By Mike Jones, BPJ Associate
Taking kids to college is emotional enough, but there’s one more thing to add to your to-do list before dorm drop-off: Set up financial and health care powers of attorney.
With the advent of growing privacy concerns, a parent may run into roadblocks with attempting to help a child over the age of 18 with tuition, rent or credit card payments, or simply accessing school records or information. As if that weren’t enough to think about, if an adult child is seriously injured and unable to make medical decisions on his or her own, it may be difficult if not impossible (depending on the state) for parents to make any medical decisions or even obtain medical information for their adult child.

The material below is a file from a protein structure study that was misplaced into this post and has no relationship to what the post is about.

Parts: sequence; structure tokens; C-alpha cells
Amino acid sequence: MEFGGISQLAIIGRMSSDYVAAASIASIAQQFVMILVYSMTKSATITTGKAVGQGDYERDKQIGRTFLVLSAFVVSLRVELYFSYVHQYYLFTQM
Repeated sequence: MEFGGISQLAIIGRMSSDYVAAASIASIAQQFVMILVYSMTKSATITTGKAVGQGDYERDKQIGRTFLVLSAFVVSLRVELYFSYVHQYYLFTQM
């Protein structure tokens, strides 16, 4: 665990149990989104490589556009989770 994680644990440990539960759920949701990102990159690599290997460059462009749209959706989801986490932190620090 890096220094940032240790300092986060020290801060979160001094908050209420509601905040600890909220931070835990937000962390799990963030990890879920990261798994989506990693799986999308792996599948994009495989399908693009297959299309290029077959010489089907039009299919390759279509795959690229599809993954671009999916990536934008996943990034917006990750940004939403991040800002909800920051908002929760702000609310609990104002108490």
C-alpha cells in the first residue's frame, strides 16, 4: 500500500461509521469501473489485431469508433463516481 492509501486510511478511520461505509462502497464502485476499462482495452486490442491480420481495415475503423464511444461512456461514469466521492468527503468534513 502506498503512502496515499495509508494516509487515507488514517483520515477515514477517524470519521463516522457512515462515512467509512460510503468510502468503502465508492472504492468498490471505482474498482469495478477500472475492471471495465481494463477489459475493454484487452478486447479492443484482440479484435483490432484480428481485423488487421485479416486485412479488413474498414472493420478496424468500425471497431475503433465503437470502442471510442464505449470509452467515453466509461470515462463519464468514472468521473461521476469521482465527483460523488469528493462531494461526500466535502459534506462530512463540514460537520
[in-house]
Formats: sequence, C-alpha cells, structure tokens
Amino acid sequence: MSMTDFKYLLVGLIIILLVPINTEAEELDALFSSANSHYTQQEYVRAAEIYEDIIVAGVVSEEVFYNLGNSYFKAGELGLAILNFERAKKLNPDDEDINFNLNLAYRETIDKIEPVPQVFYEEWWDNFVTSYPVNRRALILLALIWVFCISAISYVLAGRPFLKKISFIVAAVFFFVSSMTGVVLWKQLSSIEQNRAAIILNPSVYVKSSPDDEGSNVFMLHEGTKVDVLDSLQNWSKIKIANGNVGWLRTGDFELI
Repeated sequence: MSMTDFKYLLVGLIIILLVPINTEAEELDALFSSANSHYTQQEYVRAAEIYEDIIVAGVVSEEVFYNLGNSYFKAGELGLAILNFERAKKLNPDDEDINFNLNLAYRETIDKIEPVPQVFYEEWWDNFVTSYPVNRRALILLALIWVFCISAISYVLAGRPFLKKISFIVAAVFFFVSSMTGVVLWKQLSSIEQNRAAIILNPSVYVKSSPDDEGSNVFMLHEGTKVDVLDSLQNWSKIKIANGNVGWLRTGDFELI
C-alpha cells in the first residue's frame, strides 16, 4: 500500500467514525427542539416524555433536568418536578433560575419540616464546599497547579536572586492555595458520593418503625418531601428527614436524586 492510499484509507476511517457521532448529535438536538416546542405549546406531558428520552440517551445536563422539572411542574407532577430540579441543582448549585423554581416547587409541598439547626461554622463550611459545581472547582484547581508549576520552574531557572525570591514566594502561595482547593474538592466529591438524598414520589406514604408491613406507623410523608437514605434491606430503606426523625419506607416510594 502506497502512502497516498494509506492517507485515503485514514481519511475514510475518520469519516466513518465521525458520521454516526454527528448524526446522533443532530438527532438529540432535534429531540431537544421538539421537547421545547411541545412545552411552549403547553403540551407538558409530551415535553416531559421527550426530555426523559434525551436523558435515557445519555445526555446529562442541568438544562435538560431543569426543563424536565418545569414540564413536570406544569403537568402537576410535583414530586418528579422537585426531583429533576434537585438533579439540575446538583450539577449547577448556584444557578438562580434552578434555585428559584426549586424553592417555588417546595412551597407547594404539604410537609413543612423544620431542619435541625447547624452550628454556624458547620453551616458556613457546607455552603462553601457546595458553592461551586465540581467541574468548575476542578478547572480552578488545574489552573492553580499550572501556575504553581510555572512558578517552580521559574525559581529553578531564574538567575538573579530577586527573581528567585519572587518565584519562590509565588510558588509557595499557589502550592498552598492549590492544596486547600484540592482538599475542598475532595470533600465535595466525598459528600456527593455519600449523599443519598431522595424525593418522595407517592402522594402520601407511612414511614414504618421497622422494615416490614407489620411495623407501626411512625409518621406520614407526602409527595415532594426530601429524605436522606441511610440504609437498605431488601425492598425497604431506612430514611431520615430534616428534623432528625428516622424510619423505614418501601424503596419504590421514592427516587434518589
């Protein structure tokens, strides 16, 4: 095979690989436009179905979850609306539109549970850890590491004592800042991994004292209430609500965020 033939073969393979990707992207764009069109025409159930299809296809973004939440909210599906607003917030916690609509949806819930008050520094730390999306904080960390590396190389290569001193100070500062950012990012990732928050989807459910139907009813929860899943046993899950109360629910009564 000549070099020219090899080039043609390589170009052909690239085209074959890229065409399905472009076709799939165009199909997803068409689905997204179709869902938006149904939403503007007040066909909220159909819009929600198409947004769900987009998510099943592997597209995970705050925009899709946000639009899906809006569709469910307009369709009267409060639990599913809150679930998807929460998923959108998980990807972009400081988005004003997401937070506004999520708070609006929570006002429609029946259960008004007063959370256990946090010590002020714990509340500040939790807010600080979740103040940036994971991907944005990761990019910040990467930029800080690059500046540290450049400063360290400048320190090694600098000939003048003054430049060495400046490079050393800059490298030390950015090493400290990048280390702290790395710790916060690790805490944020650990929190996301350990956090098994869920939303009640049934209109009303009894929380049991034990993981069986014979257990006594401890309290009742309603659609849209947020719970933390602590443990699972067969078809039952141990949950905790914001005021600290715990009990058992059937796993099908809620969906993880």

A simple and relatively inexpensive solution is to set up financial and healthcare powers of attorney. An adult child executes both forms and names his or her parents as attorney-in-fact.
Almost all states recognize a power of attorney properly executed in another state, so documents executed in Tennessee should work in any state in which your child lives. While some states have default means for a relative to make medical or financial decisions for an incapacitated individual, the process for establishing such authority is nowhere near as clear or uncomplicated as simply presenting a copy of an executed power of attorney. The cost to set up such powers of attorney is usually minimal.
We strongly recommend considering having your adult children execute powers of attorney; they are well worth the time and money. Call your attorney at Burch, Porter & Johnson today to get started on this vital form.